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This article was published 3/6/2014 (998 days ago), so information in it may no longer be current.
The owner of the St. Charles Hotel has lost a court battle to strip the historic designation from the 101-year-old Exchange District structure -- but the hotel may yet be demolished.
Queen's Bench Justice Chris Martin has sided with the City of Winnipeg in a lawsuit launched by St. Charles Enterprises and its owner Ken Zaifman, who wanted the city to remove a heritage caveat from the hotel's title.
Zaifman purchased the St. Charles in 2005 for $800,000 and later pledged to redevelop it into a boutique hotel. In court documents, he initially argued he wasn't aware the hotel was a heritage property.
At a hearing in March, Zaifman's lawyer Jamie Kagan argued the caveat should be removed because the city missed a 2011 deadline for placing the caveat on the building - something the province ordered the city to do as part of an amendment to the City of Winnipeg Charter.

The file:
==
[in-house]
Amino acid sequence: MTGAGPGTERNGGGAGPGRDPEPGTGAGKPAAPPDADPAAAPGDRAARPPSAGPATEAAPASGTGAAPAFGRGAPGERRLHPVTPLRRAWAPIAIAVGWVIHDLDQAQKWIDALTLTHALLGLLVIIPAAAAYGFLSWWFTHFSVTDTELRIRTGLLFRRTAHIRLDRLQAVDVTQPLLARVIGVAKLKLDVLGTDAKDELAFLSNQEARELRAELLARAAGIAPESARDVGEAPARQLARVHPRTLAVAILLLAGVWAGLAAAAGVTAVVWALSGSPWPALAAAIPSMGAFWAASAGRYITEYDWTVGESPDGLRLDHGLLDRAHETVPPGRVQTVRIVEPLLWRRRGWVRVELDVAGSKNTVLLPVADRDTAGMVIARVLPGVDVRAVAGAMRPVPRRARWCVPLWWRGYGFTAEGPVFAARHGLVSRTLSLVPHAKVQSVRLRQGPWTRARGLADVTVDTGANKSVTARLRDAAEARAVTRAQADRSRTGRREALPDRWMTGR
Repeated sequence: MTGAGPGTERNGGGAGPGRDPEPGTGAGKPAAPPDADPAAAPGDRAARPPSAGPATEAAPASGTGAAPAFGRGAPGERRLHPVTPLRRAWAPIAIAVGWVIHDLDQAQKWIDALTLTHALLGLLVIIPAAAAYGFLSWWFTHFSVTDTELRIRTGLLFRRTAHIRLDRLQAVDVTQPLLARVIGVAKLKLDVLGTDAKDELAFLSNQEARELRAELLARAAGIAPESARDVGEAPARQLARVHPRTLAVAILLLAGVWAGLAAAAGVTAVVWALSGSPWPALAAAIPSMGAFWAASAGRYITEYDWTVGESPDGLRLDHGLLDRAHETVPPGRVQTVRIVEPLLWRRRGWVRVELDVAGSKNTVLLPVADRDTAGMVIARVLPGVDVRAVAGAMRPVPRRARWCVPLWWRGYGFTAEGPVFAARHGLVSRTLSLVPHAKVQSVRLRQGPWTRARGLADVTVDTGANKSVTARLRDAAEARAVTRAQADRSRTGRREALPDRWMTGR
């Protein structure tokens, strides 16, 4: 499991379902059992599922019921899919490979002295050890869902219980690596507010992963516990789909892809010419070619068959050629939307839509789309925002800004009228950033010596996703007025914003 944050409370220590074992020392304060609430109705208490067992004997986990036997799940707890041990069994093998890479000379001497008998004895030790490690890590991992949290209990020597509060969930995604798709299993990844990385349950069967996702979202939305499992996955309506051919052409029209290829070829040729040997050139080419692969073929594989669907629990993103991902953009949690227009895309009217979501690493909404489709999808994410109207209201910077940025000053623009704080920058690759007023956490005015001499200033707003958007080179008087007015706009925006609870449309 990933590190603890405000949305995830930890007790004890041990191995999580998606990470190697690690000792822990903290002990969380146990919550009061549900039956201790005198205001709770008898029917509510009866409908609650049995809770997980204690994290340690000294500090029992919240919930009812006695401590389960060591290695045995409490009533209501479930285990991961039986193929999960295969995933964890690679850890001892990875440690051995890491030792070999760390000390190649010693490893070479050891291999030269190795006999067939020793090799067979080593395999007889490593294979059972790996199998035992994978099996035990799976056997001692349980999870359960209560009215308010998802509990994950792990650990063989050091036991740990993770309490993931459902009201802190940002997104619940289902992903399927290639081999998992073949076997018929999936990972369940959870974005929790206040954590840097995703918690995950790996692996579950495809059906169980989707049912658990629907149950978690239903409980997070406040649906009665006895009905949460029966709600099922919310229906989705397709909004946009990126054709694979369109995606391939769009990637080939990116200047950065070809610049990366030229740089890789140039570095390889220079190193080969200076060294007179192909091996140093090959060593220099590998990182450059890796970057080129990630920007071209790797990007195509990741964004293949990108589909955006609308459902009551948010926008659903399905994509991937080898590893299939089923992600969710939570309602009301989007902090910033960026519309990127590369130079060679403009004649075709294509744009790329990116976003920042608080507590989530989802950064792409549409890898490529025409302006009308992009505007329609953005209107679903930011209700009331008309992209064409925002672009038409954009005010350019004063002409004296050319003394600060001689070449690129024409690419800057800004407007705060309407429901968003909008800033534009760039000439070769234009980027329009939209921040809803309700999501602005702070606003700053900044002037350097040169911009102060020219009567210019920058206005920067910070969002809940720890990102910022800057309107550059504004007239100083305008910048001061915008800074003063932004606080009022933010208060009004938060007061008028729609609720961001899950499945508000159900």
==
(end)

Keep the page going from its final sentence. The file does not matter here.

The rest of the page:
City lawyer Markus Buchart argued Zaifman was attempting to exploit a procedural technicality by arguing the caveat was placed on the property two months late. Kagan countered the court had no authority to allow the city any leeway in failing to comply with a charter change.
In a decision issued in late May, Justice Martin said "nothing of consequence" occurred to the St. Charles during the two-month delay in placing the caveat on the property and declined to create a rule that would remove heritage designations from all city historic buildings.
"The judge saw what the argument was really about," said John Kiernan, Winnipeg's manager of urban design, adding 700 Winnipeg properties could have lost their heritage designations.
Kiernan said the city has reviewed new plans for the hotel site and is amenable to allowing the building to be demolished providing the facade remains. Masonry testing has revealed tiles that cover part the original exterior can be removed safely, Kiernan said.
"People ask why is the St. Charles so important when it's only a facade? It's because it's the gateway to the Exchange District," he said.
Kagan and Zaifman could not be reached for comment. They were given two weeks to appeal.